In every near or post-apocalyptic movie I’ve seen, the churches are full. In this one, they’re empty.

A view of Peninsula Covenant Church as I round the curve at the Firestation, heading home.
It’s a view I see 5 times a week, riding my bike home. Peninsula Covenant’s steeple, which at this time of year, is accented by the evening’s final light. It’s usually comforting, soemtimes a reminder of things I’d rather not think about, and sometimes it’s just there. Normally you’d think of sermons & church pews and long-past memories of always knowing exactly where my father was because he had a very distinctive way of clearing his throat. Something that has passed unchanged from father to son. For the most part, it’s just there, reliably there, always there. I never gave much thought to “needing” it; it’s a place where one gets married, makes friends, and goes to funerals.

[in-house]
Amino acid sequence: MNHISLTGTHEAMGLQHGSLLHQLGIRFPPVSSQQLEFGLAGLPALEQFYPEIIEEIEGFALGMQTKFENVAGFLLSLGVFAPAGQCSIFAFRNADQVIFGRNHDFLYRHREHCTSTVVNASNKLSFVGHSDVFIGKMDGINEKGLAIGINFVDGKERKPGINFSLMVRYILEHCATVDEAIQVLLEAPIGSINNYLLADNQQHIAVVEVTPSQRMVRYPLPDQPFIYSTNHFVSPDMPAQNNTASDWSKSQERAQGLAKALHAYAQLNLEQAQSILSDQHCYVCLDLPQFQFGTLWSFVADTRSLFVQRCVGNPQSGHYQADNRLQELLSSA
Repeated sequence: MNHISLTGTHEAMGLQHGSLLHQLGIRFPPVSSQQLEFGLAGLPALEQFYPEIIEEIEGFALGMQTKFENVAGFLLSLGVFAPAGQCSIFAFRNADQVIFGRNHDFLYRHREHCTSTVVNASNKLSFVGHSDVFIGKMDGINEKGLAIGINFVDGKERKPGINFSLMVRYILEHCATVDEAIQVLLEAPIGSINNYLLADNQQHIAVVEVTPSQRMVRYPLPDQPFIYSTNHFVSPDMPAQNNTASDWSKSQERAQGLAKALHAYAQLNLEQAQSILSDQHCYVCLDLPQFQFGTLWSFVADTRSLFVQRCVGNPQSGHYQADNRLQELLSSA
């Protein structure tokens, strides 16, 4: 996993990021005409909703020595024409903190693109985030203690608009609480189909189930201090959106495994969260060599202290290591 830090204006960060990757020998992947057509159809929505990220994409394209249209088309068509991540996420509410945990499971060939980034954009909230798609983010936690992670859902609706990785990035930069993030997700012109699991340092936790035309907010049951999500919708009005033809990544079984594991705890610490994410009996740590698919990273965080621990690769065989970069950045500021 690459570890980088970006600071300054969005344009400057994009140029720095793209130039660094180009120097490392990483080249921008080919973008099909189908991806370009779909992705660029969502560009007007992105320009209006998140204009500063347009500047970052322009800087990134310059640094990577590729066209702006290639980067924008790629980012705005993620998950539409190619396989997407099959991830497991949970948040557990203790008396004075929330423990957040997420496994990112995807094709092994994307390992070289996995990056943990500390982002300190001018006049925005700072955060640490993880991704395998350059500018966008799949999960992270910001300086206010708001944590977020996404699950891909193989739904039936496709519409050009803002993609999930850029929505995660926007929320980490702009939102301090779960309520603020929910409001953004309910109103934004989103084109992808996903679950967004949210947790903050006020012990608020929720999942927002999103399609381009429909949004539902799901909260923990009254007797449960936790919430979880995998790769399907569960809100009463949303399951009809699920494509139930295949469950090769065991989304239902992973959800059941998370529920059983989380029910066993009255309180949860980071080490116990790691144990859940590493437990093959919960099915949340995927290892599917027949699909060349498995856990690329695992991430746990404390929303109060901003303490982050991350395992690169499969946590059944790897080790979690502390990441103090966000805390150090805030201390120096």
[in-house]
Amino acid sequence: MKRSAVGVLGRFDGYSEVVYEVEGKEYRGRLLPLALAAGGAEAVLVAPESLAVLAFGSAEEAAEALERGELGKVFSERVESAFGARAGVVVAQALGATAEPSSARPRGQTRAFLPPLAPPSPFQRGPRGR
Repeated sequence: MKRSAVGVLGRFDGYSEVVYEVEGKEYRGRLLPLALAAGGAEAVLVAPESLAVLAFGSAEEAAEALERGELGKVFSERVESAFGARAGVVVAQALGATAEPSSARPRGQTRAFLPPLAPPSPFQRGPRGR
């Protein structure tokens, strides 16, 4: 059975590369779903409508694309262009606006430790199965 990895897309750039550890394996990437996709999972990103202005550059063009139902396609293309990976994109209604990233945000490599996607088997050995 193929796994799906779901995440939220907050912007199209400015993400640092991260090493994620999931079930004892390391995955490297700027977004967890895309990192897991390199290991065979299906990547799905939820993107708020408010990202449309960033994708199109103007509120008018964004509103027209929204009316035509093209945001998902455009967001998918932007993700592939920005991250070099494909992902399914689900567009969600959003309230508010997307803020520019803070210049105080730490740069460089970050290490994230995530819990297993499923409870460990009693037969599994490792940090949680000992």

But when things get dark, it’s a place of hope. And yet, it, like every other church, every synagogue I ride past, they’re all empty. That’s never how it works in the movies. People come together in the church. They seek refuge from everything-dark in the church. There is hope against the hopelessness in the church. There are people in the church. But not today.

Social distancing. Who knew.

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